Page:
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How much do your surroundings affect your dress? - Page 2

post #16 of 26
Quote:
Originally Posted by epa View Post
+1.

I sometimes put a hankerchief into by breast pocket, but no fancy folds. And even so I get comments. I.


I often put a pocket square in my jacket pockets and no one gives a damn! Still, I enyoy doing it.

tTE
post #17 of 26
Quote:
Originally Posted by Working Stiff View Post
Clothes are a means of communicating with the people around you. There's nothing wrong with wearing a bowtie, or being the only guy wearing a pocket square, but it does send a message. If you are thinking about wearing these things, you should first be sure that that's a message you want to send.

Very well said.

There is often a difference in the way we wish to be perceived and the way we actually are perceived. I would take it slow and ask yourself whether a given wadrobe addition will draw negative attention.

Bowties, suspendered pants, double-breasted suits are going to raise eyebrows. I might work in a bow tie on a special occasion, for example. On the other hand, buttoning your suit (!), wearing a white pocket square in a TV-fold, or working in a nice pair of shoes will probably go (mostly) unnoticed. (No one needs to know your shoes cost $600, and anyway, sharing that information would be crass.)

Keep in mind that truly dressing well generally means not drawing attention to one's appearance. We reserve that for the females of the species.
post #18 of 26
I personally care very little if somebody thinks negatively about me based on my clothes. If they do, why do I want to associate myself with that kind of person anyway? Granted, I wear suits 7 days a week and don't look like a slob I still am overdressed in a lot of situations. Overdressing has its negatives in some contexts, but I don't care, it is what I like. I would say that if you are talking about a purple mohawk it is different, but dressing better can only get rid of riff raff and attract more like-minded, useful people. ...or panhandlers and charity volunteers.
post #19 of 26
also keep in mind that what's shown here on this forum is a collection of people/opinions from various environments and lifestyles. It's probably USA centric with a little italian and asian influence... but I see guys rocking gunboat wingtips, seersucker, sack 3R2 suits and bowties and it's a perfect look but completely inappropriate for me, my environment, and my position. What seems to be the accepted norm or even expected 'correct' form of dress on this board is actually a variety of looks, often praised not because they seemlessly blend in but specifically because they stand out. I've bought things that were forum-approved like brightly colored pants or pocket squares but it's totally inappropriate for me and most important, I'M not comfortable. here's a little point from a book on etiquette - the purpose of 'the rules' is to ensure that everyone knows what's expected and they won't find themselves in a position where they're unsure and end up being off the mark. The purpose is to make everyone comfortable because they know what they need to do/wear. Not to say that you should play to the lowest or even common denominator, but dressing up is about self respect and respect for the environment and others that work there. Dressing for what's appropriate in one person's environment (eg the forum standard or the environment of some of the posters) might get you dressing completely inappriopriately for your own environment, and making yourself and others uncomfortable. my advice is to try push your bounds a little (eg wintips) but you might do irreprable damage if you push too far. Suddenly you're the guy with green pants, not the guy who dresses nicely and does good work.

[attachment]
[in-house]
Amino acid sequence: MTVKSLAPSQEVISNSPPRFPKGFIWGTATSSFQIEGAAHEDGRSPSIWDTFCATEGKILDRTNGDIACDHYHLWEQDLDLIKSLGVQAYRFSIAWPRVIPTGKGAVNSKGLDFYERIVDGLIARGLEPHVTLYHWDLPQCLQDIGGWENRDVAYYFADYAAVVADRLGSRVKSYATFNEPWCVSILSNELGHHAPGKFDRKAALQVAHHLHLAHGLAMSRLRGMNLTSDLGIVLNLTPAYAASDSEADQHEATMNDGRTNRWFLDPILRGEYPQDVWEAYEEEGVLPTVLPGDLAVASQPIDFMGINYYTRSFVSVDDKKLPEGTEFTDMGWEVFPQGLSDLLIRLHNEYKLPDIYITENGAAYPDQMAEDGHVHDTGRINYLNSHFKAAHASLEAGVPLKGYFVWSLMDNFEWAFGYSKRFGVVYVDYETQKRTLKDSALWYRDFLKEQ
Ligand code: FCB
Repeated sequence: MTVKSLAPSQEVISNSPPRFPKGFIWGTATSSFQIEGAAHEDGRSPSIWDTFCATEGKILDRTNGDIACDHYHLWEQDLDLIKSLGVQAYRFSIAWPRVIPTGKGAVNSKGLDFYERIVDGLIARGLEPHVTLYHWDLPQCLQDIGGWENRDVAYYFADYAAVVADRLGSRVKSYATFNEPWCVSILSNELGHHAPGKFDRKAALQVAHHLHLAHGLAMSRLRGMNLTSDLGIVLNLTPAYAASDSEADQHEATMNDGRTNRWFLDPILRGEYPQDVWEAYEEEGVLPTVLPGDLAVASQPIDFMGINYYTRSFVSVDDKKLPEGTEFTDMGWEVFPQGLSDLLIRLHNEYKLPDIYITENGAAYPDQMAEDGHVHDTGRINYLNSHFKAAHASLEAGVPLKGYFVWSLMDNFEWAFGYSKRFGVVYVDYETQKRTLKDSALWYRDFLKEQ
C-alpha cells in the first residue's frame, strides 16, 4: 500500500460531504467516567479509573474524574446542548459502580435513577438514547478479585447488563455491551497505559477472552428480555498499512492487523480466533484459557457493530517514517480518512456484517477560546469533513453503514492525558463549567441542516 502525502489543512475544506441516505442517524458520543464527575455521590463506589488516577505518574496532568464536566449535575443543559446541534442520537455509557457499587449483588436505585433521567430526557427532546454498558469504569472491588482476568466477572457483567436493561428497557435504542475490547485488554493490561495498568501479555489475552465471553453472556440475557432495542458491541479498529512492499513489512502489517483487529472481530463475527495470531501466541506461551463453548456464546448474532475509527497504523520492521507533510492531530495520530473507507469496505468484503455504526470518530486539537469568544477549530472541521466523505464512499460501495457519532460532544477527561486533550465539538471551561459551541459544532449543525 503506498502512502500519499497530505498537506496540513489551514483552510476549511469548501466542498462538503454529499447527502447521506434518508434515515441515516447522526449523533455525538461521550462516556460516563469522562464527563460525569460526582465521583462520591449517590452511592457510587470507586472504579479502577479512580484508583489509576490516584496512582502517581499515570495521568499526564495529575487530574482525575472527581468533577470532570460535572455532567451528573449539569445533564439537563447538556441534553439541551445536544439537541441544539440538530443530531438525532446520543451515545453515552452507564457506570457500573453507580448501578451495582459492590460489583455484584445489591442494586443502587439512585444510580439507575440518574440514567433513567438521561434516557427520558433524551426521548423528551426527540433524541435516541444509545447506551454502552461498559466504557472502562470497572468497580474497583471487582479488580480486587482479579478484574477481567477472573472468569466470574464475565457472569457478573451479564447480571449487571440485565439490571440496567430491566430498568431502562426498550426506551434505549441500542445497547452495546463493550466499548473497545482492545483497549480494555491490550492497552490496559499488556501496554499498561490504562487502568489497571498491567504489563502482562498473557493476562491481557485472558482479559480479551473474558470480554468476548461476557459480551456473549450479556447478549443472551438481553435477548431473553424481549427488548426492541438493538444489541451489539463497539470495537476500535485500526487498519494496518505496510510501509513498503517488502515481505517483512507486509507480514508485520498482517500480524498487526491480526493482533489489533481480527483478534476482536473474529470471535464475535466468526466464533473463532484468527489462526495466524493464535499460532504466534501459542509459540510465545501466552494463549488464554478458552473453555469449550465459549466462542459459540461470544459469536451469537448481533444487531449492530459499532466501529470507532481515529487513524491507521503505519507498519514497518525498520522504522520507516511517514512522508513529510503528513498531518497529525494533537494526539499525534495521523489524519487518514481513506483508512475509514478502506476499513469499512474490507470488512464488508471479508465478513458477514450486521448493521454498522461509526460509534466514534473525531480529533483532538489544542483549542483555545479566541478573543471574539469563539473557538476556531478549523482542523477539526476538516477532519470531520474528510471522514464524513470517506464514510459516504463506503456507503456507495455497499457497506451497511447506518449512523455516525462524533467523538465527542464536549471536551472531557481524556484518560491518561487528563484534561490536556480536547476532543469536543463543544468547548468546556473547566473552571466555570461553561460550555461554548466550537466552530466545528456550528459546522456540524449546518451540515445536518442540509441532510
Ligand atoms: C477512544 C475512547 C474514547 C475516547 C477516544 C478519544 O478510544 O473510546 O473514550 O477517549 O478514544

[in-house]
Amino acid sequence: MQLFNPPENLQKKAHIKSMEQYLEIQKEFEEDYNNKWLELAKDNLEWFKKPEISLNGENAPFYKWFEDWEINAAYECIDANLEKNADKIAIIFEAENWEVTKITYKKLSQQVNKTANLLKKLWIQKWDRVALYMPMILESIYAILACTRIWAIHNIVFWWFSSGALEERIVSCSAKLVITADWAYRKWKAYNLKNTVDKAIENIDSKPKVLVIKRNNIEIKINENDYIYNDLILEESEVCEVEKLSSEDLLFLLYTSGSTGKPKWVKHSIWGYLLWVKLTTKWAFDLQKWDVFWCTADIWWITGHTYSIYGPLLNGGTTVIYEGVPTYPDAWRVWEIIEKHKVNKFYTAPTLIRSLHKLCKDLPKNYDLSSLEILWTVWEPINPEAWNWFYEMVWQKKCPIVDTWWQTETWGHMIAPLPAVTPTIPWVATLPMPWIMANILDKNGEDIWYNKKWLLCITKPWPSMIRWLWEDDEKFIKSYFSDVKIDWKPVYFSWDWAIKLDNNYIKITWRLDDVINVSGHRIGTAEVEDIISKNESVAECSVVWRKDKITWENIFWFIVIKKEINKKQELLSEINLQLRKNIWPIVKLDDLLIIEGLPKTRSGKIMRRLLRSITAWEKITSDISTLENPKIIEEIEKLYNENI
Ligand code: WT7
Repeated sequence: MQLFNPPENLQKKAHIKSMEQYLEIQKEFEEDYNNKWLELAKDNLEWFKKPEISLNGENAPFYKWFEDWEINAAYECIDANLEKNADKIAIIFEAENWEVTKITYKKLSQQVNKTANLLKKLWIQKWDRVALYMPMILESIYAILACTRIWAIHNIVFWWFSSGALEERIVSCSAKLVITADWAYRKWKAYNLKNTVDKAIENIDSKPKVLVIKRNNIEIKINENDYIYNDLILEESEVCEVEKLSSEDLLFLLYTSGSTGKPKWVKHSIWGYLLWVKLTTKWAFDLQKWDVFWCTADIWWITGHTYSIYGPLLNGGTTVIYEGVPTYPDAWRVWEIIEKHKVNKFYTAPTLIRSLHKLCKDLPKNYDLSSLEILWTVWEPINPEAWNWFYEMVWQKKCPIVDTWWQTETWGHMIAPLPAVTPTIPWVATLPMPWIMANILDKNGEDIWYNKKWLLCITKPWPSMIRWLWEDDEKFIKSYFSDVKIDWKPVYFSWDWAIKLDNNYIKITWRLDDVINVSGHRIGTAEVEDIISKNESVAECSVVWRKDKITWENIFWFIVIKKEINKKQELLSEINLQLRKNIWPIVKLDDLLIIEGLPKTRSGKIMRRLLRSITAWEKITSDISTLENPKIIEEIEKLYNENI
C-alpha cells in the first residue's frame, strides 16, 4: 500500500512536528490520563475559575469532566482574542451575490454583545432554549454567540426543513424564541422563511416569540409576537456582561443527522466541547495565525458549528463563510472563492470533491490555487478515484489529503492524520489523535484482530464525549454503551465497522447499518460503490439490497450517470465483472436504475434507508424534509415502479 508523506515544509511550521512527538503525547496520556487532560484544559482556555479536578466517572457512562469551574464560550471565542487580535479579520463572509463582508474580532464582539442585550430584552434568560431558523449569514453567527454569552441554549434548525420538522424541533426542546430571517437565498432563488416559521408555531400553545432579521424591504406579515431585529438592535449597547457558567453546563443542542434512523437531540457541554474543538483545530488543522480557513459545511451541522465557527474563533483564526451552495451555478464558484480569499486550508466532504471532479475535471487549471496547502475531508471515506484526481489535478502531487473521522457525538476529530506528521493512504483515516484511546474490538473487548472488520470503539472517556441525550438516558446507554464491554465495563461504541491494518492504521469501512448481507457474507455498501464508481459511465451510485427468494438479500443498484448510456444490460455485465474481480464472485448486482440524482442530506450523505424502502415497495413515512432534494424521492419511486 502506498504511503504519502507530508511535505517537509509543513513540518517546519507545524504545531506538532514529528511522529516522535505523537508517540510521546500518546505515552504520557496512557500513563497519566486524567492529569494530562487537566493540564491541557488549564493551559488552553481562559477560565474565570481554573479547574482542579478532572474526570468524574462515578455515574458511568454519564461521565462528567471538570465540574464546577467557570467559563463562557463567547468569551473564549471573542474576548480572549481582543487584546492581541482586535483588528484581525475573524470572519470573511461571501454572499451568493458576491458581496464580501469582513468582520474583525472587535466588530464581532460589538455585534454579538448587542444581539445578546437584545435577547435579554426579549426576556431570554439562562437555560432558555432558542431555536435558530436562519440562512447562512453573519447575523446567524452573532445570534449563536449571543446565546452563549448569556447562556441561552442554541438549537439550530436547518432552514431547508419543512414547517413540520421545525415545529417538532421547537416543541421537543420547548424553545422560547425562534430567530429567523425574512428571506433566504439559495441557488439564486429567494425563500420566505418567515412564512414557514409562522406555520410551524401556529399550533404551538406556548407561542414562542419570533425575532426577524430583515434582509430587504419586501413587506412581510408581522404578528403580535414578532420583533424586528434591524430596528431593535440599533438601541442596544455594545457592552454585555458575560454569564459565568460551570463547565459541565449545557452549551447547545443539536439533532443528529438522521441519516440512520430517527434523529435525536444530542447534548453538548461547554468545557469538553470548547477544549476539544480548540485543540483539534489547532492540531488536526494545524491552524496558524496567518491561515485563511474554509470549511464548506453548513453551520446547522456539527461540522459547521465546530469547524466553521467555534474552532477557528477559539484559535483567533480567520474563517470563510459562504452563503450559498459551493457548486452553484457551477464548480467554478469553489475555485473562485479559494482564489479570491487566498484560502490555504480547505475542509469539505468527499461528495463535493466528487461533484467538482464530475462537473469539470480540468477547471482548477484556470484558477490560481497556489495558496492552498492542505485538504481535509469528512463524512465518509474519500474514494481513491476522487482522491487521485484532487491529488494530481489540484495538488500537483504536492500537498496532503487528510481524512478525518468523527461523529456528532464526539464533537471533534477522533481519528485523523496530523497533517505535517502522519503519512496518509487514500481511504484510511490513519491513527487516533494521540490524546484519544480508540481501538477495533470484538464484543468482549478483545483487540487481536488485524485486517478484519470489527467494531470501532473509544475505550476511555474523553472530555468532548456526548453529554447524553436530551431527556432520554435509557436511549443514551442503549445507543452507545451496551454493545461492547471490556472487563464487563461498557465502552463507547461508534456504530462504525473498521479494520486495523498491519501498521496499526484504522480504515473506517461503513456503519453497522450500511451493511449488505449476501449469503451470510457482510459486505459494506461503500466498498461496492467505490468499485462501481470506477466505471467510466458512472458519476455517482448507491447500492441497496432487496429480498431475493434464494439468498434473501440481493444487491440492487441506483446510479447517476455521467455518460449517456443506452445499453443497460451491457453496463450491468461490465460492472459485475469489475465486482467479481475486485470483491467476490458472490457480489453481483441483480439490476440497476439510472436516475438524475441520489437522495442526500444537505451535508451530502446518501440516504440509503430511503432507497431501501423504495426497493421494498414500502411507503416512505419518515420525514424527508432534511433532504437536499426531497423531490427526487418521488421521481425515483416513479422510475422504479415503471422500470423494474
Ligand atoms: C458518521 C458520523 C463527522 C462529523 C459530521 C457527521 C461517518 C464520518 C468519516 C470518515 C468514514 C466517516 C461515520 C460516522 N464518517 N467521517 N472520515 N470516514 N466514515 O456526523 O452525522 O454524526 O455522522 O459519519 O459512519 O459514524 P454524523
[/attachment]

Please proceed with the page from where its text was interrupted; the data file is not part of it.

post #20 of 26
Quote:
Originally Posted by Master-Classter View Post
Suddenly you're the guy with green pants, not the guy who dresses nicely and does good work.

...i'm wearing green pants today.
post #21 of 26
Hi

I've just joined this forum in order to explore and find my true style of clothing, and as was suggested here, I do believe clothes are a way of communication.

Regarding surrounding, there is an important element that I don't think was explored here- the climate.

I recently moved from a very hot climate to a very cold one, and am delighted to start dressing better since my body heat is much more tolerable here.

For me, wearing a suit in a hot climate made me so uncomfortable that it hindered the whole message I was trying to communicate.
I would become agitated, constantly sweating and just can't wait to take the whole thing off.



I have now bought a 3 piece suit and a nice fedora that I think complement my overall look.

The problem is that having a shaved head, in a cold climate there are very few elegant ways to keep one's head warm enough....